Tomorrow is the last day of riding!

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Tolkamer, The Netherlands

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Day 8 – Malinska,Croatia to Trieste, Italy

119 km – 1,430 climbing and 1452 down

I woke up feeling a bit jaded after the last long day yesterday, plus the 3 days of riding already this section. I am really looking forward to a rest day tomorrow, especially as we will be in Italy.

For breakfast I had black tea and toast. Well sort of toast, really warm bread, as even after being put through the toaster three times it still was not what I would have called toasted, but by that time there were people waiting … so I didn’t feel I could put it though again.

To start off the day of course a climb, and then some a reasonable downhill followed by a big uphill, but with a reasonable gradient. At about 30 km, after 10 km climbing, we came to a turn where to the left was to go down and to the right we would have kept going up. We went left to go down through the city of Rijeka.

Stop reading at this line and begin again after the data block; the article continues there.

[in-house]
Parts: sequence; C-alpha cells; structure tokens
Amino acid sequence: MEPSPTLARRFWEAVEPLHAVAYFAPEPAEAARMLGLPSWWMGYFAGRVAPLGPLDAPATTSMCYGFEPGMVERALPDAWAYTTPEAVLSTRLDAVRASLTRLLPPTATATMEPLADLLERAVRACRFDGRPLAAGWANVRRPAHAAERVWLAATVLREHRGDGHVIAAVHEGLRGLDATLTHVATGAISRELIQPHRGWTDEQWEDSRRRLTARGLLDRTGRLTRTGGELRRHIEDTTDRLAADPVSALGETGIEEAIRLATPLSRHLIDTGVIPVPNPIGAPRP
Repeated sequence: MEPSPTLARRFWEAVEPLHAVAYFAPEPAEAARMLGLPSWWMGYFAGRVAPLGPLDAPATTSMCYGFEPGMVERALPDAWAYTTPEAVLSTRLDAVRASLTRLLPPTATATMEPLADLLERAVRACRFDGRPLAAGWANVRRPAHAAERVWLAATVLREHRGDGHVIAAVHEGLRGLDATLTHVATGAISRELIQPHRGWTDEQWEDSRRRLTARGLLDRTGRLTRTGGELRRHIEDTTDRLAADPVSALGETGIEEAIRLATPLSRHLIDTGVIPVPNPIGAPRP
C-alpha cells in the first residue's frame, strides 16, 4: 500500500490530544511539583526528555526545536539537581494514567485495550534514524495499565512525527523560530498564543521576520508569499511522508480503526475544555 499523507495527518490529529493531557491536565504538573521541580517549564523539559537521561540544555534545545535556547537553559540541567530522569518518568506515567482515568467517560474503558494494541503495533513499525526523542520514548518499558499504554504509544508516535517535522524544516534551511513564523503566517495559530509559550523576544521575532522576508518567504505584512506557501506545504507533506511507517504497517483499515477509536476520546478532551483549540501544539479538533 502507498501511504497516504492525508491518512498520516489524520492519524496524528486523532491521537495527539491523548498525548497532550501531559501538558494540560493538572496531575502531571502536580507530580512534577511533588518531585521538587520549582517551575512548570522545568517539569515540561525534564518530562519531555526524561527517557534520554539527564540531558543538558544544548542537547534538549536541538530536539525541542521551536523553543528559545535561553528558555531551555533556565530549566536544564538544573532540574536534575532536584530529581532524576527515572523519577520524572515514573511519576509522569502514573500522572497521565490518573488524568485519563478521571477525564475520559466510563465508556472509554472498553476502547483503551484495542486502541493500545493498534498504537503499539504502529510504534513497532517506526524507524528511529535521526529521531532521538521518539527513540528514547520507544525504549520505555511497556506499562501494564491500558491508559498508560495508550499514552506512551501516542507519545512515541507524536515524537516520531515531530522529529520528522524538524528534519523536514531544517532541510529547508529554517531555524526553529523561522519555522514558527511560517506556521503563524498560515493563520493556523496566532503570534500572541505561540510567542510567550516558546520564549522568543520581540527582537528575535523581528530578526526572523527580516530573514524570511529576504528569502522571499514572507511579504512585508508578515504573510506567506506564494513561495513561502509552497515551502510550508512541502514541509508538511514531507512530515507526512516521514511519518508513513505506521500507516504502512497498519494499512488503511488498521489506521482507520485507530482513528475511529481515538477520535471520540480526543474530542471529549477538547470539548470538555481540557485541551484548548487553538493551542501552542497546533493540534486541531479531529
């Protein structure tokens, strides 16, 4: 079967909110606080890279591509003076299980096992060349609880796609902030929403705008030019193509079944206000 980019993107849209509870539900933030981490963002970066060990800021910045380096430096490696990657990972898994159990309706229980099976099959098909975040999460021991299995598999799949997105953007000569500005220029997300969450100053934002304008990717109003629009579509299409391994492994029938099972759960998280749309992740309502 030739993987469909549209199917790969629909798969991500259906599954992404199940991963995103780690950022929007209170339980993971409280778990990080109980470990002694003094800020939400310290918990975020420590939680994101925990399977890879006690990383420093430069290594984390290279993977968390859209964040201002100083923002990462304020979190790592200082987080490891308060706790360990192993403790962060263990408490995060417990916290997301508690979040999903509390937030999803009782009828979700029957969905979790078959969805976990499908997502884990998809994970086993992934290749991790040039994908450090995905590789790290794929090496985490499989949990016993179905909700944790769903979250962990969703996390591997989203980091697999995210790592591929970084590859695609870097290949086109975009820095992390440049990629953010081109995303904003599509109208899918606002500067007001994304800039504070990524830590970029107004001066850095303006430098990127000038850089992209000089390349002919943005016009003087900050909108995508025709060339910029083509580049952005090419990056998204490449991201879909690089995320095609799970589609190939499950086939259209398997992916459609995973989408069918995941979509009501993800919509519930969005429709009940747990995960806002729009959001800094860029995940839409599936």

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Port of Bakar

After going through Rijeka at 38 km, to lunch at 71 km, it was all up. Mostly a reasonable gradient, but it was steep from 66 km. At 50 km I realised that I had lost one of my water bottles and I only had half a bottle of water left! I was hoping there would be another shop, as half a bottle of water wasn’t going to last the 20 km to lunch.

At 55 km there was a pub so we called in there and bought water. Two other riders were there, Greg and Maureen. Greg’s wife Janice is on the trip as well but they don’t ride together as she is faster than him, so he rides with another rider Maureen. I told them about my water bottle and Gregg asked was it a blue camel back bottle, which it was. Turned out it had come off my bike on a bit of bumpy road and a passing motorist had picked it up, and recognised that Gregg had the same trip placard on his bike and given it to him. Thank you kind Croatian motorist 😀 I was so relieved to have my second water bottle back, and the nice man at the pub filled them both up for me.